Five days after the presentation of this Statement the House voted, 8 Feb. 1708–9, “that a sum not exceeding 140,000l. be granted to her Majesty towards defraying the charge of transporting Land Forces” (Commons Journals XVI, p. 97, 8 Feb. 1708–9). A footnote to the Journals relative to this entry states that “the sum voted was 144,000l. as appears both from the printed votes and the original Report.” In any case the vote is to be regarded as only a provision by way of guesswork for the probable cost of transport in the coming year 1709 without any provision whatever for the existing Transport debt.
Extraordinaries of the War Hitherto not Provided for by Parliament.
It is hardly necessary to explain why the various items comprised under the head of Extraordinaries of the war could not be estimated for beforehand, and were bound to be dealt with by way of post dated claims and adjustments. In the case of the year 1709 the account of so many items as had materialised or come to light or declared themselves was presented to the House on the 11th February 1708–9 by Robert Walpole, Secretary at War, in response to the Address from the House (which again is not entered in the Journals).
The account was as follows (Commons Journals XVI, pp. 103–4, 11 Feb.):
Account of some extraordinary charges of the war already incurred and not provided for by Parliament £ s. d.
for buying 100. horses and accoutrements to augment Lord Stair's Regiment from eight Troops of 54 men each Troop to 60 per Troop and one additional Troop of [60] private men, servants excluded 1,500 0 0
the same for Lieut. Gen. Ross's Regiment of Dragoons 1,500 0 0
the pay of the said additional men for one year ended 22 Dec. 1708 7,555 10 0
for buying horses and accoutrements to complete and augment the Royal Regiment of Horse Guards and the Regiments of Dragoons of Carpenter and the Earl of Essex 8,640 0 0
for the pay of the additional men for the said Regiments from 16 March to 22 Dec. 1708 7,635 3 0
an additional charge of pay to General Officers in Great Britain to 22 Dec. 1708 2,646 5 0
levy money for augmenting the Forces in North Britain to their present Establishment 14,065 0 0
Queen Anne's proportion (being a moiety) of the charge of extraordinary forage and carriages provided for the Forces in Flanders in the service of her Majesty and her Allies this winter, occasioned by the lateness of the last [1708] campaign, the siege of Ghent and the stay of the Imperial Troops and some other German Troops who must otherwise have been obliged to return home to winter quarters: upon account 50,000 0 0
Queen Anne's share of the extraordinary forage for the Danish and Hanover Troops during their winter quarters in the years 1707 and 1707–8 8,959 8 0
Queen Anne's share of an arrear of Extraordinaries due to the Hessians for men and horses lost and for Douceurs from the beginning of this present war 18,731 8 11
for an arrear due to the King of Prussia in the late war, of 56,000 Crowns agreed to by Treaty 14,000 0 0
for arrears of Subsidies due to the Landgrave of Hesse Cassel in the late war, amounting to 254,000 Rix Dollars, pursuant to the Treaty 60,476 3
for repairs, augmentation and other services relating to the fortifications of Gibraltar and Alicante and for extraordinary expenses and disbursements upon account of the Garrisons 20,291 15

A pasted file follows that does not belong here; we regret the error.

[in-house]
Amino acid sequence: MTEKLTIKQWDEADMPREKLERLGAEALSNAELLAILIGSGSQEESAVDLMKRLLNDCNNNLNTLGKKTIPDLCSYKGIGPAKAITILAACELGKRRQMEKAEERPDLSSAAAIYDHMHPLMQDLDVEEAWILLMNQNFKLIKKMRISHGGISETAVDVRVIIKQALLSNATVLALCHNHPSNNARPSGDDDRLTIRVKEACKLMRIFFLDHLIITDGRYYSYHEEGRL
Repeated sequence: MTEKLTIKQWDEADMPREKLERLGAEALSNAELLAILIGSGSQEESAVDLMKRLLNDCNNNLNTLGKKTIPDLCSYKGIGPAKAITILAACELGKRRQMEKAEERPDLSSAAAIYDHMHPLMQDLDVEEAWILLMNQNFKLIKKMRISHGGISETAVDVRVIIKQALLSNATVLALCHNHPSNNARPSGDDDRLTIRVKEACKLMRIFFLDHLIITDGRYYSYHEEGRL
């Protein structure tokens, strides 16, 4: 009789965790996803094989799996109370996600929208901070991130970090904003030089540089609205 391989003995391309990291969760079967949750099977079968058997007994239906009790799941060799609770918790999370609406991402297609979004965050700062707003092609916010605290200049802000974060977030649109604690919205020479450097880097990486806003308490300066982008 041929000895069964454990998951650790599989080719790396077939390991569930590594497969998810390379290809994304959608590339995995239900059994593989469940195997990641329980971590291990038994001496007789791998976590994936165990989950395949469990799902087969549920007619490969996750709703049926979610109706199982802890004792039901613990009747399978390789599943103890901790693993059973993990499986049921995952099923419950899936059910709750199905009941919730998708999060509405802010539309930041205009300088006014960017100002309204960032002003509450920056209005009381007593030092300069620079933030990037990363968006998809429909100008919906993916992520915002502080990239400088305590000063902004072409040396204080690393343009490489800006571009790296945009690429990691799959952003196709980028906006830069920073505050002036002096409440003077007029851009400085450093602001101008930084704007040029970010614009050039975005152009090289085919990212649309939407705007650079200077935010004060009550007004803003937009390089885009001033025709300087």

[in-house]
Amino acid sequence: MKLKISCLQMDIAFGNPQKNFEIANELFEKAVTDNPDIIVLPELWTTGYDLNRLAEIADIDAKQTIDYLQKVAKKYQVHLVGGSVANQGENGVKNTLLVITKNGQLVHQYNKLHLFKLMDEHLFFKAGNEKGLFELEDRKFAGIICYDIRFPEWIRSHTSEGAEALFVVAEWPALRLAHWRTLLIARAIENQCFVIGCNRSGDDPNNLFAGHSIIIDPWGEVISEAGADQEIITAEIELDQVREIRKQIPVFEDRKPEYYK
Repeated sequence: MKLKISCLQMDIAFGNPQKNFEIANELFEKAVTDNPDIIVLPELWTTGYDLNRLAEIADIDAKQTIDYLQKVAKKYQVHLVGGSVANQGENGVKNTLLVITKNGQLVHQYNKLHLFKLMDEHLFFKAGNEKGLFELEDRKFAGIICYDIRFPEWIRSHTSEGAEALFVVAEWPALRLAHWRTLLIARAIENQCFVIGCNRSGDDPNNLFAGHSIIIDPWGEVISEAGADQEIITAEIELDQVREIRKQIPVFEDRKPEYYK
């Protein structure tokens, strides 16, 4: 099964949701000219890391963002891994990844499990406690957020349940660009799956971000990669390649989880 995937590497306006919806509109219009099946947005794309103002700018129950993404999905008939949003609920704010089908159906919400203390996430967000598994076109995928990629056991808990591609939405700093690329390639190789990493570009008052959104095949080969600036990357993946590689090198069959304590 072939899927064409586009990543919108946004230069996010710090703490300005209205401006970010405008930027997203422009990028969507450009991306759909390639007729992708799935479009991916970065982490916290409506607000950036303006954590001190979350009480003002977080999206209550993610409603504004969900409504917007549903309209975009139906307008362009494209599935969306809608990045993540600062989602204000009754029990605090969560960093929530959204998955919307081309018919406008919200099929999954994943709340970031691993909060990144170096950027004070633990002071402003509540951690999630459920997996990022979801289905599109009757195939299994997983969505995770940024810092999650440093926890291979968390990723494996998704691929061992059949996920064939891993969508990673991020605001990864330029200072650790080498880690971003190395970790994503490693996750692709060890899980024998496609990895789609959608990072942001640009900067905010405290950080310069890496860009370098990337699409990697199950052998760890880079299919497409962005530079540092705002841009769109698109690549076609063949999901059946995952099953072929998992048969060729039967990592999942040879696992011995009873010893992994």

for levy money for 4,000 Germans [sent] from Vado to Catalonia at 20 Crowns per man, pursuant to Treaty 20,000 0 0
for levy money for 2,467 recruits wanting to complete the Imperial Infantry serving in Catalonia at 20 Crowns per man, pursuant to Treaty 12,335 0 0
for the pay of the General [Officers] and Staff Officers serving in the Expedition with Lieut. Gen. Erle from 1 May 1708 to 22 Dec. following 6,651 5 4
for contingent expenses on the said Expedition 1,182 13 9
for the pay of Brig. Wynn's Regiment ordered from Ireland: to wit from 24 Jan. 1707–8 to 22 Dec. 1708 12,572 16 4
for the pay of the en seconde Officers who served in the room of those which were in Spain and taken prisoners at the battle of Almanza: to wit from 5 March [1707–8] to 22 Dec. 1708 19,360 7 8
288,102 17
Expenses of the war not yet incurred.
for the pay of the said en seconde Officers from 22 Dec. 1708, upon account 12,000 0 0
for the pay of a Lieut. Governor and other Officers for the Garrison of the Castle of St. Philipp in Port Mahon in Minorca for the year 1709 at 4l. 10s. 2d. a day 1,645 10 10
£301,748 7 11¼
On the following day, Feb. 12, the Committee of Supply voted without division or any recorded dissent “that a sum of 301,748l. 7s. 11¼d. be granted to her Majesty to defray the Extraordinary charges of the war already incurred and not provided for by Parliament” (Commons Journals XVI, p. 107).
Army and Transport Debentures.
On the 8th December 1708 a petition was presented to the House of Commons from the proprietors of Army Debentures and Transport Debentures on behalf of themselves and others interested in the debt due to Army Officers and to owners of Transport ships. The petition set forth that no principal had been paid on the said Debentures other than such as had been sunk or paid by the purchase of forfeited estates in Ireland, “which are now all sold”, and the remaining unsatisfied Debentures amount to about 960,000l., which by an Act of 1 Anne [1 Anne, c. 7], for making good Deficiencies, were to be made good in the next Session of Parliament after the 24th June 1703 with interest at 5 per cent.: that provision was made by Parliament for interest due [from the said 24 June 1703] to Xmas 1706: but no provision being yet made for the remaining principal or interest has occasioned a discount of 30 per cent. upon the said Debentures, to the great discredit of the Public Funds. Therefore the petitioners pray that some effective provision be made for paying the said debt (Commons Journals XVI, p. 35, 1708 Dec. 8).